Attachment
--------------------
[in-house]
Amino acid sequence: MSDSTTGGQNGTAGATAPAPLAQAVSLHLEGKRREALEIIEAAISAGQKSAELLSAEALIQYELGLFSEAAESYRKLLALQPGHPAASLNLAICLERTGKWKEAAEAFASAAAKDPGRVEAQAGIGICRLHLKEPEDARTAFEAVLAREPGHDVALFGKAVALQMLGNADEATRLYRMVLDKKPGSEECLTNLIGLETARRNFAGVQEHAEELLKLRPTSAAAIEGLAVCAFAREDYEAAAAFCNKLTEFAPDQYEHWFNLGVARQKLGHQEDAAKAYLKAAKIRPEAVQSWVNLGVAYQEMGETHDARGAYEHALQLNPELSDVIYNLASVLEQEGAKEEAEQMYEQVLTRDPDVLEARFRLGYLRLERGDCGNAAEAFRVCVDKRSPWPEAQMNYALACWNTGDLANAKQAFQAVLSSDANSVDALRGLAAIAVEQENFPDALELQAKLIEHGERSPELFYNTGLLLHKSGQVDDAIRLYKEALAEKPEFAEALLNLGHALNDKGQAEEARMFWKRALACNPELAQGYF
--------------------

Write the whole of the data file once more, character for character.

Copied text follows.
[in-house]
Amino acid sequence: MSDSTTGGQNGTAGATAPAPLAQAVSLHLEGKRREALEIIEAAISAGQKSAELLSAEALIQYELGLFSEAAESYRKLLALQPGHPAASLNLAICLERTGKWKEAAEAFASAAAKDPGRVEAQAGIGICRLHLKEPEDARTAFEAVLAREPGHDVALFGKAVALQMLGNADEATRLYRMVLDKKPGSEECLTNLIGLETARRNFAGVQEHAEELLKLRPTSAAAIEGLAVCAFAREDYEAAAAFCNKLTEFAPDQYEHWFNLGVARQKLGHQEDAAKAYLKAAKIRPEAVQSWVNLGVAYQEMGETHDARGAYEHALQLNPELSDVIYNLASVLEQEGAKEEAEQMYEQVLTRDPDVLEARFRLGYLRLERGDCGNAAEAFRVCVDKRSPWPEAQMNYALACWNTGDLANAKQAFQAVLSSDANSVDALRGLAAIAVEQENFPDALELQAKLIEHGERSPELFYNTGLLLHKSGQVDDAIRLYKEALAEKPEFAEALLNLGHALNDKGQAEEARMFWKRALACNPELAQGYF